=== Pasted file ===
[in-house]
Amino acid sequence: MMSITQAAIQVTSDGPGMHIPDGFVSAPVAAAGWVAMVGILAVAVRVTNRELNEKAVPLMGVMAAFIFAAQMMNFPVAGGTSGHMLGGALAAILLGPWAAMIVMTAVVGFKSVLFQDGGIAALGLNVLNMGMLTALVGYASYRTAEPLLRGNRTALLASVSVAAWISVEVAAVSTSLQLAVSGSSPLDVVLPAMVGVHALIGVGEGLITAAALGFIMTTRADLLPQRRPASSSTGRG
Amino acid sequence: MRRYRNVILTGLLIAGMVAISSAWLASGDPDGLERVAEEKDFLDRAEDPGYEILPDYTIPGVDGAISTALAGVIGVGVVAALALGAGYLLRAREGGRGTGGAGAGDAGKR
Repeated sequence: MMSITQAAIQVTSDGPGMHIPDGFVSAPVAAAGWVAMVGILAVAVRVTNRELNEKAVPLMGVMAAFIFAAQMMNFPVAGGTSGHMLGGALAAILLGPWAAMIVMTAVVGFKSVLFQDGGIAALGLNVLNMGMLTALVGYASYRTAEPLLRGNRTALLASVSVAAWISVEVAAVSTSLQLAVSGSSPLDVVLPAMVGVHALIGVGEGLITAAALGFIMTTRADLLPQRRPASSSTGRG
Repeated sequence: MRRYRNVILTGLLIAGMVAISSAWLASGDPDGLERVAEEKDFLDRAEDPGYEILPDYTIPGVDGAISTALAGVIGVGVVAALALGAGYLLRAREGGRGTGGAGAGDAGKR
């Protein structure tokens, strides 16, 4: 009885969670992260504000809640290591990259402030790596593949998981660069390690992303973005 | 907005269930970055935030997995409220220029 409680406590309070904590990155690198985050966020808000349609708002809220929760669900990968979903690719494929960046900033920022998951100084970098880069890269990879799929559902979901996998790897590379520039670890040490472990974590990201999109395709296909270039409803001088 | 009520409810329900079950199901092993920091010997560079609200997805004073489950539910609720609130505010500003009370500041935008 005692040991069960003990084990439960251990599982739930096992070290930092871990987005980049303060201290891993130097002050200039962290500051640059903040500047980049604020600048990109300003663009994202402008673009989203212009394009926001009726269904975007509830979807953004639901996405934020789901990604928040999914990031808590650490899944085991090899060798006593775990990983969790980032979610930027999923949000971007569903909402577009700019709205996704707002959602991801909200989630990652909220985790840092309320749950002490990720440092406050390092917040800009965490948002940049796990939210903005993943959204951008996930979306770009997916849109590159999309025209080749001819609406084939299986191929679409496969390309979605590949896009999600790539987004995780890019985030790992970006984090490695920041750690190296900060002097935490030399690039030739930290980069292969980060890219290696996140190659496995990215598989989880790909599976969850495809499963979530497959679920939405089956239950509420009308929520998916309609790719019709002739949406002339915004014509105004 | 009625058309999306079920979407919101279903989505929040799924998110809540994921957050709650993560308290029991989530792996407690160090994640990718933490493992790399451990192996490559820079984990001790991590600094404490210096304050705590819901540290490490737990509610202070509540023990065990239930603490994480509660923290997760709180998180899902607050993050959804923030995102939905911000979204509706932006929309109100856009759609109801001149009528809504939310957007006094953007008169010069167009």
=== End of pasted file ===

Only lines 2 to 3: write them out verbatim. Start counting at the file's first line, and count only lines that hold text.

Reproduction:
Amino acid sequence: MMSITQAAIQVTSDGPGMHIPDGFVSAPVAAAGWVAMVGILAVAVRVTNRELNEKAVPLMGVMAAFIFAAQMMNFPVAGGTSGHMLGGALAAILLGPWAAMIVMTAVVGFKSVLFQDGGIAALGLNVLNMGMLTALVGYASYRTAEPLLRGNRTALLASVSVAAWISVEVAAVSTSLQLAVSGSSPLDVVLPAMVGVHALIGVGEGLITAAALGFIMTTRADLLPQRRPASSSTGRG
Amino acid sequence: MRRYRNVILTGLLIAGMVAISSAWLASGDPDGLERVAEEKDFLDRAEDPGYEILPDYTIPGVDGAISTALAGVIGVGVVAALALGAGYLLRAREGGRGTGGAGAGDAGKR